Im wondering also what could be done to maybe make your bike work better for you..What have you done to your bike so far? What year is it?  Maybe some tuning or mods might be a better approach.

I mean ideally having two bikes would be great, but financially it is not justifiable.  I understand that my 500 will not be matched in on-road capabilities of any of the other Betas, but that is not what I am out for.  I am not at all saying my RS500 is a poor bike, it is exceptional in pretty much every category, just wondering if one of the smaller bore Betas might be a better fit for me.  I was hoping someone would say that a 350 will do the job for a commuter to work and back, while also providing a lighter feeling bike off-road.  Maybe I am just chasing unicorns.  

Tuning and mods are a road I'm not sure I want to go down.  I have the basics in terms of larger tank and protection items.  I've looked into the G2 throttle tamer, but since my 15 RS500 still has the carb, the hit down low is almost nonexistent, which is obviously good for lugging.  If you have any suggestions that won't break the bank it would be appreciated.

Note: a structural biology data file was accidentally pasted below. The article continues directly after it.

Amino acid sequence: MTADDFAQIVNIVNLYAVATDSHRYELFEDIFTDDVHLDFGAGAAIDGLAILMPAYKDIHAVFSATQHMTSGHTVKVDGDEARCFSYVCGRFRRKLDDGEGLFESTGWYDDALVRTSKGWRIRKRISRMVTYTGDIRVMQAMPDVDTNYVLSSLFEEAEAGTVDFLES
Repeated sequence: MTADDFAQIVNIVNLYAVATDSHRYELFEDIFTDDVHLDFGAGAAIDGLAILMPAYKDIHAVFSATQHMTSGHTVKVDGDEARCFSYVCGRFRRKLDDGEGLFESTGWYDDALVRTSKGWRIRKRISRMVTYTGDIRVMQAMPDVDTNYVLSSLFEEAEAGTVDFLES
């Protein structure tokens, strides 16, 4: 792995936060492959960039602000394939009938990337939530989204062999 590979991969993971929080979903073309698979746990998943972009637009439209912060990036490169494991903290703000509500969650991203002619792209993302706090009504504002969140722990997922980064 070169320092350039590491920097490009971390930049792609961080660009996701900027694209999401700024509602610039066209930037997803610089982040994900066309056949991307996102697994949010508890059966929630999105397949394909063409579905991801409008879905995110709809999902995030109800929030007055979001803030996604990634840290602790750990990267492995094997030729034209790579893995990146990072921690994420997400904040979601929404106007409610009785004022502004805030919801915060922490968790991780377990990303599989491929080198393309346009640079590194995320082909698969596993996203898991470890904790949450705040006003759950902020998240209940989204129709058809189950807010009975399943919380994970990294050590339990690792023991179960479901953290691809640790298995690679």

I am sure someone is thinking, just get stronger or fitter.  I think and practice those topics everyday, so I am not worried about those.     

 

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40 minutes ago, firffighter said:

The advantage of the 390 is you get the lower revving motor and the light rotating mass combination.  

With 13/48 on my 390, I ride the tightest gnarly woods and find it to be perfect with no gaps. It will do 60 without wringing it out. 

It's just not a great bike for long stretches of hwy use in my book. But, no true dirt bike is.  It's definitely capable of connecting trails and even a 20-30 mile stint wouldn't be the end of the world. 

I seriously considered the 500, but so glad I settled on the 390. If I were doing gravel or 2-track riding predominantly or even flowing woods with minimal really gnarly terrain, I think the 500 would be great. But, for 1st-3rd gear woods, the 390 rocks! 

Good to hear.  The 390 was something I was very interested in when I bought my RS500, but due to strict CA regulations, getting it street legalized at the time would have been impossible.  In 2015, the options were the 430 and 500.  The dealer had leftovers of both, but he steered me towards the 500.  Like mentioned earlier, it has been an awesome bike.  There are just times when you realize how much power it is producing.  The "rotating mass" is interesting because all of the Betas are so close in terms of weight, but each have been stated to feel different and contain their own personalities.  I just want to better understand from the average riders point of view.  It's great to see Max Gerston or Steve Holcombe ripping, but I am far from that and really have no application for their comments.